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Expert voice: how to tell a good story with hotel revenue data

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Revenue managers can improve hotel performance by providing actionable data, says Sibylle Luger, regional vice president, account management, EMEA and APAC at IDeaS.

The old rules for doing business have been crushed in the wake of the pandemic. The hospitality industry is entering a new era defined by insight, based on experience and backed by data. To properly guide connected business organizations using insights gleaned from data analytics, hotel operators rely on savvy revenue managers to convey their knowledge and understanding in a concise and actionable manner.

These revenue leaders have the ability to tap into historical data, then compare and contrast it with current events in a way that has never been possible before. In a fully connected business organization, this allows revenue teams to pull data from all corners of the property and portfolio, gaining real insight into how bookings and fares are going and how operators can react accordingly.

The problem is, data can be heavy when it comes to acting on it. While this can provide important revelations that can change the way traders approach business, it is of no use if leaders miss the point. Managing income today involves much more than forecasting and pricing, it requires creativity to shape the information gleaned from the data and deliver it in a way that makes sense.

Focus your message

“Everything was the same – until the day everything changed. It might sound like the start of a good argument for Netflix, but storytelling for businesses requires a different approach. Revenue managers can set the scene by quickly identifying where a change in the data has occurred, what triggered it, and how to execute it based on that knowledge.

The goal of such a message should be to sum it all up into one key statement or visual. The best way to do this is to use a strong title for each report, followed by an assumption about the implications of those results. More importantly, revenue managers need to tailor their reports to the departments that receive them. Sales, marketing, hospitality, food and beverage, and housekeeping consume and use information in different ways.

This hands-on approach from revenue leaders is necessary as continued economic uncertainty suppresses the urge of companies to experiment. Operators must adapt to new ways of increasing their income, and revenue management is the key to overcoming their fear of failure. Hoteliers can use the data as a guide, giving them more confidence in their decision-making every step of the way.

Create context

Operators do not have time to learn the history of historical data. They need to be informed by the data that revenue managers base their decisions on and where those decisions lead them. With this in mind, revenue managers can focus on creating the context around data analysis first and foremost.

The challenge here is twofold. First, revenue managers need to be able to form relationships with business and business leaders that allow them to freely share ideas. Second, they must willingly step outside of a traditional revenue management role, becoming business analysts and change leaders capable of directing a hotel’s operational trajectory.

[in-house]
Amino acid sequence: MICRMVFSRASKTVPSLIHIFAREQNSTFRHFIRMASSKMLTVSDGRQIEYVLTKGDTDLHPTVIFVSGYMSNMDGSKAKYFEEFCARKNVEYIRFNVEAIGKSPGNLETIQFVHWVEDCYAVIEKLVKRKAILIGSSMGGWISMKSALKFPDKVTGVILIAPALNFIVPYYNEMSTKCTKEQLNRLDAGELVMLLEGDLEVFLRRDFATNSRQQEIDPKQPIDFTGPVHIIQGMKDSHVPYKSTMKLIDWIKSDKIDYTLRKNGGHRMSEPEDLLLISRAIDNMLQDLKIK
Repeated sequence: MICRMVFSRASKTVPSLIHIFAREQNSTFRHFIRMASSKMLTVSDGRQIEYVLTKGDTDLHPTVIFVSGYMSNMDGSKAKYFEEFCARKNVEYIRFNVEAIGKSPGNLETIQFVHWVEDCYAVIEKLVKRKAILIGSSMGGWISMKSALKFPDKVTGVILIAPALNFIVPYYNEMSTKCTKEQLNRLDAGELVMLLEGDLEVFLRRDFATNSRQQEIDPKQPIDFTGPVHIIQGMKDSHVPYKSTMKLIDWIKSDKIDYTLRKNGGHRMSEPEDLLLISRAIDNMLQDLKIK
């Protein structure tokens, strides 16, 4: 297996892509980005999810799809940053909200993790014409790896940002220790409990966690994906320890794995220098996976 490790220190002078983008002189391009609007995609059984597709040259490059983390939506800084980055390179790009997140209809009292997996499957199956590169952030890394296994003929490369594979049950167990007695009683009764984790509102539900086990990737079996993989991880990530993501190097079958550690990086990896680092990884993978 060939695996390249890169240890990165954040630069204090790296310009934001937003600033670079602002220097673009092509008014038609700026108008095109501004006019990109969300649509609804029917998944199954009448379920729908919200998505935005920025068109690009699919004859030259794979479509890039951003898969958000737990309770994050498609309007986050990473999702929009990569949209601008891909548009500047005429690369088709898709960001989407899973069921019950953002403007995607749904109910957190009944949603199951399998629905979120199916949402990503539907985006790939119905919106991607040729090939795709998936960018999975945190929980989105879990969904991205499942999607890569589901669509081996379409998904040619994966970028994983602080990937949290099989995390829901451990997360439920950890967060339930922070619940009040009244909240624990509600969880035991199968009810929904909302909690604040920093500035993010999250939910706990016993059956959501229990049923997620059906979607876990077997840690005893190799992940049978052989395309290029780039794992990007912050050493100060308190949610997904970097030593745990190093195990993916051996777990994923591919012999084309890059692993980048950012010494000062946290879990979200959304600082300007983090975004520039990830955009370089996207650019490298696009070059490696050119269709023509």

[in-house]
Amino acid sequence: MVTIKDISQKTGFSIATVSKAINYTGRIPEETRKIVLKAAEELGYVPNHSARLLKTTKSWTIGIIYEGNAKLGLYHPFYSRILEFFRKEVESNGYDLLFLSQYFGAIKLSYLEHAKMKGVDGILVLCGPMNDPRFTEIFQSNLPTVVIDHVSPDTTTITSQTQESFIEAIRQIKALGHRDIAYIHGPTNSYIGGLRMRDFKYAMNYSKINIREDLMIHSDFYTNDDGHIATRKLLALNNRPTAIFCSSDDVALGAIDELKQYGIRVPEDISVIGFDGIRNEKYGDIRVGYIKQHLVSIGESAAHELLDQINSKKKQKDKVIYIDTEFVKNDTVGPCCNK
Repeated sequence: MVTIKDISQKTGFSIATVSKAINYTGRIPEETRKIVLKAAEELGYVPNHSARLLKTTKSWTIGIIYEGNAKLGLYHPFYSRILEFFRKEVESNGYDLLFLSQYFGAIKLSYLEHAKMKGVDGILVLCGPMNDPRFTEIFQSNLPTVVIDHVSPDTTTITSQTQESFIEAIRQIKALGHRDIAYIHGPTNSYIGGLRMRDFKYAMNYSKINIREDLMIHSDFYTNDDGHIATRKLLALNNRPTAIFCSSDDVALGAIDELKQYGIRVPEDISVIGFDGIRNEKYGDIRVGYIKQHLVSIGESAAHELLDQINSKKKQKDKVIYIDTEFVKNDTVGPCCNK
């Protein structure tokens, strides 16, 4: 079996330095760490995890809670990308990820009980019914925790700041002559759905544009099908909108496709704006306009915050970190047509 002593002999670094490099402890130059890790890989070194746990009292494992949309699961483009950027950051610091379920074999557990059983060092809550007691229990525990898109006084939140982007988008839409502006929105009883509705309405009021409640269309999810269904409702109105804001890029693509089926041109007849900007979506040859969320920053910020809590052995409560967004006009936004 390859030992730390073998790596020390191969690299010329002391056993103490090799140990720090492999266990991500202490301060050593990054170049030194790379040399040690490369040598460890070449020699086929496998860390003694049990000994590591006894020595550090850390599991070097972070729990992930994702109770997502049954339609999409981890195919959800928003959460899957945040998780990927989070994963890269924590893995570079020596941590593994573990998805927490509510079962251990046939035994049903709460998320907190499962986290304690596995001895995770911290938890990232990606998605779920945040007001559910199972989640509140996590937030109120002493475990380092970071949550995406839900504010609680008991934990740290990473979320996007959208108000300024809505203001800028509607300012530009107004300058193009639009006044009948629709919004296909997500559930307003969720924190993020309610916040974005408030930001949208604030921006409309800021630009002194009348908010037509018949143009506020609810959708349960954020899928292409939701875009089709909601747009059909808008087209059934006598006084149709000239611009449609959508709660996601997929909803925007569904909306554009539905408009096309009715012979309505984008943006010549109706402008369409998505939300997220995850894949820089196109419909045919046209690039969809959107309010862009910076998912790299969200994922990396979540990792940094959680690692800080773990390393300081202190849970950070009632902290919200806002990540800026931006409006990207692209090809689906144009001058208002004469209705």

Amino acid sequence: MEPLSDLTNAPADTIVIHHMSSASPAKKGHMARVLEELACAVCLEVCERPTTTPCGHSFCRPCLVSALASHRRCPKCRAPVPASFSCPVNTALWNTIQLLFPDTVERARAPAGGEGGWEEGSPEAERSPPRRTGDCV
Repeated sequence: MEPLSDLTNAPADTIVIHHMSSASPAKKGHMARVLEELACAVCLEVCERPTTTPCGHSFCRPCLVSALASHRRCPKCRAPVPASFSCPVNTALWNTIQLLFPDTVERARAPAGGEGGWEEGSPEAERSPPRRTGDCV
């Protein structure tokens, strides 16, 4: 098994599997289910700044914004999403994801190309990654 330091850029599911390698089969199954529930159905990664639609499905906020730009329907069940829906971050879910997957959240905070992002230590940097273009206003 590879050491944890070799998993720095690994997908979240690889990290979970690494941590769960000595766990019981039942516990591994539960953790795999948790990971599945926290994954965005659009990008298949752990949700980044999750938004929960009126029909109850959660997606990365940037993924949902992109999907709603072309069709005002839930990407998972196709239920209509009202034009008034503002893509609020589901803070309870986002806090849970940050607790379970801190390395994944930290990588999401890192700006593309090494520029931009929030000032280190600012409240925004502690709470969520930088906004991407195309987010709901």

It’s easy to fall back on operational strategies that have worked in the past, but revenue managers should remember that their role is one of the newest in the hospitality industry and has continued to evolve to a fast pace. The definition of the role continues to change, and it is during times of economic uncertainty that revenue management is necessary to unlock a hotel’s growth potential. By using their existing skills to take on a broader business leadership role, revenue managers are able to influence hotel operations beyond the traditional scope of the position.

Express yourself

Thanks to data, revenue leaders have become experts in long-term strategic planning, but the challenge of evolving does not lie solely on their shoulders. Hotels must create an environment that fosters experimentation and provide the necessary capabilities to do so. There’s only much revenue management software can do if it stays detached from other hotel systems. A fully connected organization allows revenue managers to pull information from all corners of the hotel, but many hotels continue to use legacy systems disconnected from the cloud.

The role of revenue management has evolved a lot from its humble beginnings, and today’s revenue leaders have marketing skills to increase growth that are unique to today’s business landscape. That is why it is up to modern revenue leaders to fight against the use of inferior technologies and data sources, to take the lead in championing the power of sophisticated revenue technology, and to foster a holistic revenue strategy. throughout the sales organization.

Hotels today remain constrained by a labor shortage and growing customer expectations. Only traders willing to try new things at all levels of business are positioned for success, and revenue management is leading the way. Revenue managers need to become skillful data storytellers, using the revenue management system, in tandem with other analytics technologies and business intelligence tools, to pull the dots together and create a strategy for profitability and business intelligence. increased business success.

This is a modified version of an article published on Hotel Management.


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